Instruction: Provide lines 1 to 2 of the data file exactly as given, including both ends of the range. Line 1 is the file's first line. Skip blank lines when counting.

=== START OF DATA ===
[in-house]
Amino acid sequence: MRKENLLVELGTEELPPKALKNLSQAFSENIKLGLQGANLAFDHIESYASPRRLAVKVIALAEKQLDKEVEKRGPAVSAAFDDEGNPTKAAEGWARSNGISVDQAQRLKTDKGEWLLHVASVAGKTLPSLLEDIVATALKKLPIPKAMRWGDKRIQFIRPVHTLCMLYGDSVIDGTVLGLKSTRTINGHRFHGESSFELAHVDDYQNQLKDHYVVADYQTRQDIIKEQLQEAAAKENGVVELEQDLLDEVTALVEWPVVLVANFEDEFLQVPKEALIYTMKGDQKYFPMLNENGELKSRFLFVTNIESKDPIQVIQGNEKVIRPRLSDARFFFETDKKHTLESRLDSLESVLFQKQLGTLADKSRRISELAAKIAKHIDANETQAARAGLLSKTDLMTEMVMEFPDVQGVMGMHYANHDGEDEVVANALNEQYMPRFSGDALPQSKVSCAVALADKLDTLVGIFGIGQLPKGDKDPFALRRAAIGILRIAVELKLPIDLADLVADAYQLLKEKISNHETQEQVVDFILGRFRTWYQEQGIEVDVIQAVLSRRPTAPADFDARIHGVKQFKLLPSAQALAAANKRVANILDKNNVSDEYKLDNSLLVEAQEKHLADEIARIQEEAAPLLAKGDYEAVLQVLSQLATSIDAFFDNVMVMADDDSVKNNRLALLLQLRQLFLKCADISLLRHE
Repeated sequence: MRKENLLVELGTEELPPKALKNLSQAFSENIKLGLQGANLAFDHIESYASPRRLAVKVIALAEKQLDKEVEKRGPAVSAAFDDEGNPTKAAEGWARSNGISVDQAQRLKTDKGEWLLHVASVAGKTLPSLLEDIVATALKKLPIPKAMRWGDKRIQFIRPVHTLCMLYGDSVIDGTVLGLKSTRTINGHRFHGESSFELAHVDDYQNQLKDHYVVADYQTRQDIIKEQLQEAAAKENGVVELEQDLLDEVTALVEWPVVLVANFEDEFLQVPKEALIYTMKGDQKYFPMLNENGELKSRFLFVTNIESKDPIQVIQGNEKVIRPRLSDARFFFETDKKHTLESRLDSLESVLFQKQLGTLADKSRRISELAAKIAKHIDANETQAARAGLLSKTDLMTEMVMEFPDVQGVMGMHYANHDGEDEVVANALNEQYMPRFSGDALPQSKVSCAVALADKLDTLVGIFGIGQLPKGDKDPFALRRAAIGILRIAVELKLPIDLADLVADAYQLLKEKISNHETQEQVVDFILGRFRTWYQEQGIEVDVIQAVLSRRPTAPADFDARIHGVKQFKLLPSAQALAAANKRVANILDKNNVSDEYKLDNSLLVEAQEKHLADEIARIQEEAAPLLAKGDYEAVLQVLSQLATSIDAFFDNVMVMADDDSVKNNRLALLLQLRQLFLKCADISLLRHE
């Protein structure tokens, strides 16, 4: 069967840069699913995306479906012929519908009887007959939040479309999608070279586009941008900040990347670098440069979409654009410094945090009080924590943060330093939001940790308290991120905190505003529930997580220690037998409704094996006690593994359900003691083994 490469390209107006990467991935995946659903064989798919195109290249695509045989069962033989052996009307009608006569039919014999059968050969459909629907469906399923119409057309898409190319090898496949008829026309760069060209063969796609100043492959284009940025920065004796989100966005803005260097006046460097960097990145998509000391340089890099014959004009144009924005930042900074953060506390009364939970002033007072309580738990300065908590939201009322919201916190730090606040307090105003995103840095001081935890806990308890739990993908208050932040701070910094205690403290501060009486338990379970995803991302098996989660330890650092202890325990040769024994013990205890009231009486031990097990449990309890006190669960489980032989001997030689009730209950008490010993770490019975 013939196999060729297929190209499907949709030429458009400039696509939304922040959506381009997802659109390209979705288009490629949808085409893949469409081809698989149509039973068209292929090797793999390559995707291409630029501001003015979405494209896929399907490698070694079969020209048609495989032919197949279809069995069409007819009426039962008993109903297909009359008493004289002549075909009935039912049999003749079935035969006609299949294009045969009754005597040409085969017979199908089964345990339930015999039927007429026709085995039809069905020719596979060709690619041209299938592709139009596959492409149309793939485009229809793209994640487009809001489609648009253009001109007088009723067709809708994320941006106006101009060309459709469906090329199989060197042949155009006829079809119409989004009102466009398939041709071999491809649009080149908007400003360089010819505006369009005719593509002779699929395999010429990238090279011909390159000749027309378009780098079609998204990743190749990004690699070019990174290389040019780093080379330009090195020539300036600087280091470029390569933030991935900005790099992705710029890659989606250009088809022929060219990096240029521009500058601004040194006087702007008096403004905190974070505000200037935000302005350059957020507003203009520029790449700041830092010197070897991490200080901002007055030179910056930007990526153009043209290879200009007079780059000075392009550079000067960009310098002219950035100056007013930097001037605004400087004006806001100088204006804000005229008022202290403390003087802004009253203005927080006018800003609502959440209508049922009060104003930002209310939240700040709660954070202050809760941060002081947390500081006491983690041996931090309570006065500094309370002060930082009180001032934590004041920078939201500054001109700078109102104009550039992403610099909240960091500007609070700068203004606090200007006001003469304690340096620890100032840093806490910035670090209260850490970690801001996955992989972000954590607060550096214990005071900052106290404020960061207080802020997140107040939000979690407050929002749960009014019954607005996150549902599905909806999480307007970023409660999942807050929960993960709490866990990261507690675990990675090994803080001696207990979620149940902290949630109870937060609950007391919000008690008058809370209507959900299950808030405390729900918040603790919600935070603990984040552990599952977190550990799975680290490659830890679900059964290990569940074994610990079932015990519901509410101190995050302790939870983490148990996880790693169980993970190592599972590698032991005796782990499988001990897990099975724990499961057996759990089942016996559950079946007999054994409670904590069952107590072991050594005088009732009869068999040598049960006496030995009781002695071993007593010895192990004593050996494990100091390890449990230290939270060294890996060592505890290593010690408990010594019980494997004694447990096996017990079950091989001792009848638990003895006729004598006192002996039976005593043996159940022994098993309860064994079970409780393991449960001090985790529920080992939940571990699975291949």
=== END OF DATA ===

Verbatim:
[in-house]
Amino acid sequence: MRKENLLVELGTEELPPKALKNLSQAFSENIKLGLQGANLAFDHIESYASPRRLAVKVIALAEKQLDKEVEKRGPAVSAAFDDEGNPTKAAEGWARSNGISVDQAQRLKTDKGEWLLHVASVAGKTLPSLLEDIVATALKKLPIPKAMRWGDKRIQFIRPVHTLCMLYGDSVIDGTVLGLKSTRTINGHRFHGESSFELAHVDDYQNQLKDHYVVADYQTRQDIIKEQLQEAAAKENGVVELEQDLLDEVTALVEWPVVLVANFEDEFLQVPKEALIYTMKGDQKYFPMLNENGELKSRFLFVTNIESKDPIQVIQGNEKVIRPRLSDARFFFETDKKHTLESRLDSLESVLFQKQLGTLADKSRRISELAAKIAKHIDANETQAARAGLLSKTDLMTEMVMEFPDVQGVMGMHYANHDGEDEVVANALNEQYMPRFSGDALPQSKVSCAVALADKLDTLVGIFGIGQLPKGDKDPFALRRAAIGILRIAVELKLPIDLADLVADAYQLLKEKISNHETQEQVVDFILGRFRTWYQEQGIEVDVIQAVLSRRPTAPADFDARIHGVKQFKLLPSAQALAAANKRVANILDKNNVSDEYKLDNSLLVEAQEKHLADEIARIQEEAAPLLAKGDYEAVLQVLSQLATSIDAFFDNVMVMADDDSVKNNRLALLLQLRQLFLKCADISLLRHE